- Open Access
The effects of normovolemic anemia and blood transfusion on cerebral microcirculation after severe head injury
Intensive Care Medicine Experimentalvolume 6, Article number: 46 (2018)
Cerebral regional microcirculation is altered following severe head injury. In addition to tissue disruption, partial pressure of tissue oxygenation is impaired due to an increase in the oxygen tissue gradient. The heterogenic distribution of cerebral microcirculation is multifactorial, and acute anemia challenges further the delivery of oxygen to tissues. Currently, a restrictive transfusion threshold is globally applied; however, it is unclear how anemia modifies regional cerebral microcirculation; hence, it is unclear if by aiming to a global endpoint, specific anatomical regions undergo ischemia. This study aims to quantify the temporal changes in cerebral microcirculation after severe head injury, under the effect of anemia and transfusion. It also aims to assess its effects specifically at the ischemic penumbra compared to contralateral regions and its interactions with axonal integrity in real time. Twelve ovine models were subjected to a severe contusion and acceleration-deceleration injury. Normovolemic anemia to a restrictive threshold was maintained after injury, followed by autologous transfusion. Direct quantification of cerebral microcirculation used cytometric count of color-coded microspheres. Axonal injury was assessed using amyloid precursor protein staining.
A mixed-effect regression model from pre-transfusion to post-transfusion times with a random intercept for each sheep was used. Cerebral microcirculation amongst subjects with normal intracranial pressure was maintained from baseline and increased further after transfusion. Subjects with high intracranial pressure had a consistent reduction of their microcirculation to ischemic thresholds (20–30 ml/100 g/min) without an improvement after transfusion. Cerebral PtiO2 was reduced when exposed to anemia but increased in a 9.6-fold with transfusion 95% CI 5.6 to 13.6 (p value < 0.001).
After severe head injury, the exposure to normovolemic anemia to a restrictive transfusion threshold, leads to a consistent reduction on cerebral microcirculation below ischemic thresholds, independent of cerebral perfusion pressure. Amongst subjects with raised intracranial pressure, microcirculation does not improve after transfusion. Cerebral oxymetry is impaired during anemia with a statistically significant increase after transfusion. Current transfusion practices in neurocritical care are based on a rigid hemoglobin threshold, a view that excludes cerebral metabolic demands and specific needs. An RCT exploring these concepts is warranted.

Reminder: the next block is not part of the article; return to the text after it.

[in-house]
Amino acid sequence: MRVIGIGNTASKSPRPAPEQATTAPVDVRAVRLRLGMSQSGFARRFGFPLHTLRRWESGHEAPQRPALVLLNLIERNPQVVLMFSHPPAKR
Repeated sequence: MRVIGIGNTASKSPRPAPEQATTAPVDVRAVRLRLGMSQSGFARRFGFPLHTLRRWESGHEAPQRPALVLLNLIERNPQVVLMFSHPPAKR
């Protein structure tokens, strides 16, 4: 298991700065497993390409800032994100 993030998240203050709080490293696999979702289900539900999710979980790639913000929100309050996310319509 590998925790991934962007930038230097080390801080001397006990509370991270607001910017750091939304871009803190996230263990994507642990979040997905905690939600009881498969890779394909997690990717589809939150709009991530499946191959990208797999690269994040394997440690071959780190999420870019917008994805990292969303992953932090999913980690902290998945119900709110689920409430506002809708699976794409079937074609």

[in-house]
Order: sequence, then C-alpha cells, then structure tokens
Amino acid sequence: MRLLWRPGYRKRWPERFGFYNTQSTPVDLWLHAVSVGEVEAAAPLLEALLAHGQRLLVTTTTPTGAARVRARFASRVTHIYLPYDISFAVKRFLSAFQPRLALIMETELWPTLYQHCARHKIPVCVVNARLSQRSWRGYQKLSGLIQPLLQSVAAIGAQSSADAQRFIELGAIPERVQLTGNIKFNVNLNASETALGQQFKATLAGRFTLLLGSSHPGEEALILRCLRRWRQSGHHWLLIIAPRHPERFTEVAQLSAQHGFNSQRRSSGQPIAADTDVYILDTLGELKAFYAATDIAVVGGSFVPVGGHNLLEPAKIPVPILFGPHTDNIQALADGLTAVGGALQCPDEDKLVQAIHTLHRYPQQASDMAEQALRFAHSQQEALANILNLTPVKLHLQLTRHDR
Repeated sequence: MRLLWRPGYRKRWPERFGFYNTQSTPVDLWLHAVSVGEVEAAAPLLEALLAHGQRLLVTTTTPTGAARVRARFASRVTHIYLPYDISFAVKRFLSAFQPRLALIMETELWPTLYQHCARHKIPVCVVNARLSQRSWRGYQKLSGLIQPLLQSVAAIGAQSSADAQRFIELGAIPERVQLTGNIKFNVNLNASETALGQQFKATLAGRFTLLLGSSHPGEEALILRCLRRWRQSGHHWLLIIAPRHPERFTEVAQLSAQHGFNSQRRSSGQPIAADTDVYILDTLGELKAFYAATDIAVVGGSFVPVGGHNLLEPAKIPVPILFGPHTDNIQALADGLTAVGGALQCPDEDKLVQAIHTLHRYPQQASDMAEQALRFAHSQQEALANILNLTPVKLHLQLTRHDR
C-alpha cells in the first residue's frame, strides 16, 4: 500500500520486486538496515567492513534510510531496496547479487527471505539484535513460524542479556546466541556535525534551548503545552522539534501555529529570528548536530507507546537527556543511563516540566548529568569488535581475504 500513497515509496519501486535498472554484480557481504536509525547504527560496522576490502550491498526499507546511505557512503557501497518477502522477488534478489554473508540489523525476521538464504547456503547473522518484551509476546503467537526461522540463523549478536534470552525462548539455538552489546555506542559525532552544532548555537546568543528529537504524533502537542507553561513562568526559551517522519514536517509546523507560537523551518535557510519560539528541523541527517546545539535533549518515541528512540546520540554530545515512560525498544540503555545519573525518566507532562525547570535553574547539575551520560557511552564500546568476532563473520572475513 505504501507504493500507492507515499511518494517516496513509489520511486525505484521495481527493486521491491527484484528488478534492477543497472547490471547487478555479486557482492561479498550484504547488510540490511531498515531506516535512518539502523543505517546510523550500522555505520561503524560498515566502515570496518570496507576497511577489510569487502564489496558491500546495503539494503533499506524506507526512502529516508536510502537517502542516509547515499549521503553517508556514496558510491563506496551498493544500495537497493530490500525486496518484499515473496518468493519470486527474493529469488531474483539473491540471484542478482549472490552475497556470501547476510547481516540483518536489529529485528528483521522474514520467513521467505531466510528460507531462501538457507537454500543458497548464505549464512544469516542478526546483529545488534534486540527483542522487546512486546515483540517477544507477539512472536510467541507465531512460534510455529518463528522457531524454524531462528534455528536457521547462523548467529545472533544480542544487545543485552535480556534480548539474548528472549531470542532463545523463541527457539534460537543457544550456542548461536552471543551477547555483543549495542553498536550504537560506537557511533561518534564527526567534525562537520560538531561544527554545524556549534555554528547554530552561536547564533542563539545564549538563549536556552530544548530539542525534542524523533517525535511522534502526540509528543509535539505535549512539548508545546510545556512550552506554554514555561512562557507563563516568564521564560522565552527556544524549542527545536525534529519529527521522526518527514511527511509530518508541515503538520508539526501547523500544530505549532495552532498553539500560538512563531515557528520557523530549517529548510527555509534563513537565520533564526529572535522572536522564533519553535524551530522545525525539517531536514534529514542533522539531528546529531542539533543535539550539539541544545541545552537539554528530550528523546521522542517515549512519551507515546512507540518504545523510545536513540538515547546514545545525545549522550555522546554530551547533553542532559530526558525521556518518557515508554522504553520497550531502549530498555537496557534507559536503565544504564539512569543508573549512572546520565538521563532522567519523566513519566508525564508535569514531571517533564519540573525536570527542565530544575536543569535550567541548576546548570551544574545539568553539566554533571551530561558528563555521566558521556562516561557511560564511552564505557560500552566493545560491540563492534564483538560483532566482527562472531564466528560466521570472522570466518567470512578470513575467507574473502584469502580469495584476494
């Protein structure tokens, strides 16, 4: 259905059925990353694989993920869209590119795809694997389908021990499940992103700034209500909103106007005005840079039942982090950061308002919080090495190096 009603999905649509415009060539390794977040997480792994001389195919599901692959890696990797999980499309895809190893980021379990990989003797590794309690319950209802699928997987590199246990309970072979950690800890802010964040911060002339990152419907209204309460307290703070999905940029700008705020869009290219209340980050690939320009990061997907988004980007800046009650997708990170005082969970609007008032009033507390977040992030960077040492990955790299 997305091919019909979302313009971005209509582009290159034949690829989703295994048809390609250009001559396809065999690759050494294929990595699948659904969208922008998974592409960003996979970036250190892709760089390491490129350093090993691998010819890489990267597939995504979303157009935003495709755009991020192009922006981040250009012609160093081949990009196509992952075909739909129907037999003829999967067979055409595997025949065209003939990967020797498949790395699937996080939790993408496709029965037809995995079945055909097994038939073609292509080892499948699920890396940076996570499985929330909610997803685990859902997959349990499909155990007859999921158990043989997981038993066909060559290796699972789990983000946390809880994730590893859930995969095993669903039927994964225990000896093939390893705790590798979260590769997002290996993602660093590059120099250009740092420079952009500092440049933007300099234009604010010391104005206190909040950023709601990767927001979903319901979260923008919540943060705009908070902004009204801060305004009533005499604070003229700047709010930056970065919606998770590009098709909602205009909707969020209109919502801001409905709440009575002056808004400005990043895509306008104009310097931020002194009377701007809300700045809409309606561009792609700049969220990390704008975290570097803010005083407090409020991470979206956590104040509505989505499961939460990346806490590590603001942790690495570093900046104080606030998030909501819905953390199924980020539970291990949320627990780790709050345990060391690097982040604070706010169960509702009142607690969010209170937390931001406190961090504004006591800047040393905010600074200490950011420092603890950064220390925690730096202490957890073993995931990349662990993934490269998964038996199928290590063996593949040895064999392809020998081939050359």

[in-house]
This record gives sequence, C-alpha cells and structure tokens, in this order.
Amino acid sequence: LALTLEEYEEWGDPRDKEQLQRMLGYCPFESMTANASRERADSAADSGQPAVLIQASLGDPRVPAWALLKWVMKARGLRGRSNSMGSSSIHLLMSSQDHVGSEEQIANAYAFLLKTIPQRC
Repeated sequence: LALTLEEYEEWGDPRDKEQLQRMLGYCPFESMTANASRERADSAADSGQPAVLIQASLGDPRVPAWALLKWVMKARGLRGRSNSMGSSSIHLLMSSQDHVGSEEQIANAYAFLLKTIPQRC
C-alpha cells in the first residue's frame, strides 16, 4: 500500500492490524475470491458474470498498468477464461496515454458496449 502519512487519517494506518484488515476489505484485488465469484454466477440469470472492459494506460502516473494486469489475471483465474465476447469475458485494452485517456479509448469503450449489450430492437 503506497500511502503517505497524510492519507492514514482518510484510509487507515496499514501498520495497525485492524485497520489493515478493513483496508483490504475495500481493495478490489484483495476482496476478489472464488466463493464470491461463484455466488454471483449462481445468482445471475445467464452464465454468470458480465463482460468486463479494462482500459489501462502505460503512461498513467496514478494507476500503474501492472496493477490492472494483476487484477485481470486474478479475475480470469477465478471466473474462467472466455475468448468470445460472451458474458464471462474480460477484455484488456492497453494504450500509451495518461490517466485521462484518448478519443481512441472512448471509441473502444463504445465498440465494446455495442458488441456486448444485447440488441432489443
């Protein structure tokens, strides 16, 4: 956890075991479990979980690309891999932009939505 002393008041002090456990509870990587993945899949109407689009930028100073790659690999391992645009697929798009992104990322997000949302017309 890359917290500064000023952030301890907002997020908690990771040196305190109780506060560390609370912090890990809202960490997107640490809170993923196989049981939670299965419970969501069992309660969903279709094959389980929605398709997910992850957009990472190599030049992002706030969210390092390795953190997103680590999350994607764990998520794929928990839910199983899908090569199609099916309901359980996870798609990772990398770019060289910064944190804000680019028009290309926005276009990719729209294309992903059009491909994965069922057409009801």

Severe head injury often combines the effects of a contusion with an acceleration-deceleration force leading to axonal tearing, cytogenic, vasogenic edema, impaired cerebral autoregulation, and subsequent perfusion mismatch . Secondary patho-physiologic processes may ultimately result in areas of ischemia and cerebral infarct. These changes are commonly found in regions where cerebral microcirculation (RMBF) has been critically reduced [2, 3]. An additional contributor to cerebral ischemia is partial pressure of tissue oxygenation (PtiO2) with a series of studies focussing on the relevance of cerebral oximetry [4,5,6,7]. While current evidence-based practice attempts to minimise the use of allogenic blood transfusions, specifically amongst critically ill patients [8, 9] by establishing a restrictive transfusion threshold [10,11,12,13]; controversy still remains regarding the safety of these measures, specifically when facing sustained low PtiO2 levels, during the acute phase of head injury [4, 7, 14,15,16,17,18,19]. Studies have showed that a sustained hemoglobin concentration of 7 g/dL (known as the “restrictive transfusion threshold”) correlates with neurological injury due to cerebral tissue hypoxia . In addition, blood transfusion has shown to significantly increase PtiO2 independently of cerebral perfusion pressure [17, 18]. Furthermore, questions continue to rise despite a recent randomised control study  not really challenging the proposed level of acceptable anemia at a hemoglobin of 7 g/dL. In the meantime, the absence of clinical equipoise as well as the lack of methodological feasibility in designing a study that focuses on cerebral RMBF during anemia and severe head injury, leads to the need of experimental models, to further challenge this question. In the absence of clinically available measures of cerebral microcirculation, physiological markers of cerebral ischemia and hypoperfusion rather than global metrics such as mortality outcomes may be more appropriate endpoints .